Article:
Being a gentleman, according to Confucius

Something I found in the Analects of Confucius while researching another post. The ideal person in Confucian thought is the gentleman, a kind of gentleman-scholar, faithful to others, sincere in deeds, and never giving up in his efforts of self-cultivation. Earthly gains have little place here.

This is reflected in the Analects of Confucius, where he states:

[3:7] Confucius said: “The Gentleman has nothing to compete for. But if he must compete, he does it in an archery match, wherein he ascends to his position, bowing in deference. Descending, he drinks the ritual cup. This is the competition of the Gentleman.” (trans. Prof. A.C. Muller)

Or later in the same book 3:

[3:16] Confucius said: “In archery it is not important to pierce through the leather covering of the target, since not all men have the same strength. This is the Way of the ancients.”

The points made in both statements is that for the true Confucian gentleman, the importance is not to strive and make earthly gains such as prizes or medals, but to be composed at all times and a good sport. In other words, a man of principle, not a man of petty gains.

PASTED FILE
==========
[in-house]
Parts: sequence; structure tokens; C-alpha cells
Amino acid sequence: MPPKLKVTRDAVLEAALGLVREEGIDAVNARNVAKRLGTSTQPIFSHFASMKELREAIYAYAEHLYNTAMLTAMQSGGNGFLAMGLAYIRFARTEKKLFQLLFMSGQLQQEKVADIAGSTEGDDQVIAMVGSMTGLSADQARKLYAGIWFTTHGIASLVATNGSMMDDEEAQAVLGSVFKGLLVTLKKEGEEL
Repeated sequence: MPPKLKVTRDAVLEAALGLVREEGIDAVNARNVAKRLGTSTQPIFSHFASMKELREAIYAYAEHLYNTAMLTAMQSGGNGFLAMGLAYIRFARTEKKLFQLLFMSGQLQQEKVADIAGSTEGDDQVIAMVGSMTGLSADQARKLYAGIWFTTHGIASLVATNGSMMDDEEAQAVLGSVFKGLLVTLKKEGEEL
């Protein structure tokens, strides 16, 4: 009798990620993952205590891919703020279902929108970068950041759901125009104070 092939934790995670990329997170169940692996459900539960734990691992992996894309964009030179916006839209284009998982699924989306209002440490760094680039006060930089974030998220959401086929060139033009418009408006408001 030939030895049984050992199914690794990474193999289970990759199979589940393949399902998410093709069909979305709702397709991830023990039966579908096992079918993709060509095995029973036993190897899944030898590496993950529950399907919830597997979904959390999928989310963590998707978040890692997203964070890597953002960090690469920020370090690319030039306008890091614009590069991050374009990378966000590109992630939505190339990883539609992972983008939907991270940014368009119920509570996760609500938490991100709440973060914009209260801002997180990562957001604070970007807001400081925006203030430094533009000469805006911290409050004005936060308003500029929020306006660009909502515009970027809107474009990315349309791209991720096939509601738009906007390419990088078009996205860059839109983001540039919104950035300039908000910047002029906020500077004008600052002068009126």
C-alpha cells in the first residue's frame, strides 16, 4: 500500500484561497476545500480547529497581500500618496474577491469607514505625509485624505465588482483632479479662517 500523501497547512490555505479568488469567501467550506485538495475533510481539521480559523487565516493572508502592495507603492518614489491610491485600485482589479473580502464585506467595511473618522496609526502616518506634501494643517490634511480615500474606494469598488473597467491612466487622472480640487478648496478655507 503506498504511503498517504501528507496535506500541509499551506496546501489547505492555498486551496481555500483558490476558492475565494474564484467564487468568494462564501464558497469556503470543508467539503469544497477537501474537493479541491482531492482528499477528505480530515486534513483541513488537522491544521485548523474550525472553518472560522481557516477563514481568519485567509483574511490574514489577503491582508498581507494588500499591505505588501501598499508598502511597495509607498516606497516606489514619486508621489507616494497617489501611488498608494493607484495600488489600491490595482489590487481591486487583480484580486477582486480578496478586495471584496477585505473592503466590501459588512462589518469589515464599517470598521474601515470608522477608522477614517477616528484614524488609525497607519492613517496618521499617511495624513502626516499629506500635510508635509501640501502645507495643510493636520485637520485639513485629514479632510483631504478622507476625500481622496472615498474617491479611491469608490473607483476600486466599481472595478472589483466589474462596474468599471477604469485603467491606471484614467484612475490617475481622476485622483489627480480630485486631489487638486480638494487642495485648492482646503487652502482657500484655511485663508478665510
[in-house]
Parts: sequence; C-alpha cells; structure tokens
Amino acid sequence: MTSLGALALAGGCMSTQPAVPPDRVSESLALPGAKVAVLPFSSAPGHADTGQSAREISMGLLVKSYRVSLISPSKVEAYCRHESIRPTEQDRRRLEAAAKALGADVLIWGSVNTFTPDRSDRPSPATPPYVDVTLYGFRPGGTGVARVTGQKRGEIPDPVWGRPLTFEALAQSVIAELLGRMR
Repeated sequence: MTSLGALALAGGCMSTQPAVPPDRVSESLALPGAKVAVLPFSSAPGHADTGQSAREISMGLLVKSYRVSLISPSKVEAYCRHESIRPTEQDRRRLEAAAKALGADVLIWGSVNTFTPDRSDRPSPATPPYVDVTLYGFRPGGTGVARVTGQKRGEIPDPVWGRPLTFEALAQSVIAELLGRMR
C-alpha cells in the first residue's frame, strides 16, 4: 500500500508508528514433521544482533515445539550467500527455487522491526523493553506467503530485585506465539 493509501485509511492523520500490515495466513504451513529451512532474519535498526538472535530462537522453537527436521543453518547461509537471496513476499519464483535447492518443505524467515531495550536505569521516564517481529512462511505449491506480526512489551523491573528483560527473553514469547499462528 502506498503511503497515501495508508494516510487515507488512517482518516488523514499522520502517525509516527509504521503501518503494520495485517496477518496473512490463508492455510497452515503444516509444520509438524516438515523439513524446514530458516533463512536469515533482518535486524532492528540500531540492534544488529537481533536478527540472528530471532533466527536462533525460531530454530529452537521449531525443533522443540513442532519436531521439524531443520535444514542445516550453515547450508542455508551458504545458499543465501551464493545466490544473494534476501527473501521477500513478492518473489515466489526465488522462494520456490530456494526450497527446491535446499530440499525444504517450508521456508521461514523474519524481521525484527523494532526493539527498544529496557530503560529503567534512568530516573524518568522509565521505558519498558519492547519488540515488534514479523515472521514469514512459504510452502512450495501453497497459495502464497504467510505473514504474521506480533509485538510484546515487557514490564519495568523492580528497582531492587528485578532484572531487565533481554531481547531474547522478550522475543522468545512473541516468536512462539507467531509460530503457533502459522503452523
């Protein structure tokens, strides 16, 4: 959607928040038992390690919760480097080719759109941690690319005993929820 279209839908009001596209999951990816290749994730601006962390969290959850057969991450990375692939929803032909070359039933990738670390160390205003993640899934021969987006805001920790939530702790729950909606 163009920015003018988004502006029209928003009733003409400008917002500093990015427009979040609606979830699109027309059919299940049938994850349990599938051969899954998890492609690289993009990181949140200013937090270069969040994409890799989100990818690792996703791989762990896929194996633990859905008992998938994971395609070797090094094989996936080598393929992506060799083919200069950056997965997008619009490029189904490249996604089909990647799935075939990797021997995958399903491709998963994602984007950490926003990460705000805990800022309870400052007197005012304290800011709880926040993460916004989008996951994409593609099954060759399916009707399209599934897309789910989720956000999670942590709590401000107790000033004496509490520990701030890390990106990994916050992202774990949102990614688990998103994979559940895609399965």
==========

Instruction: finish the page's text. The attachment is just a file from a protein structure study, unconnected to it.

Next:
The reason why I brought this up is a recent experience I had with my wife. We had a friend of mine from college come over recently for Christmas, who continues to do Kendo. My wife also did kendo for quite a while too both in Japan and briefly in the US, so they talked together for a bit. My friend was telling us a story about a match where a high-ranking person was unexpectedly defeated by a lower-ranking person, and how the person seemed pretty confused and distraught after the match. My wife commented that in Japan, such an obvious look of defeat would never occur, even after the match.

I was struck by this comment because I never thought that showing emotion in defeat like that to be anything wrong. To her, doing something like that would reflect poorly on the person who lost, as a sign of weakness or lack of self-control. I forgot about this conversation until I stumbled upon the quotations in the Analects above (again, looking for something else) a few days later, and I kind of made a connection.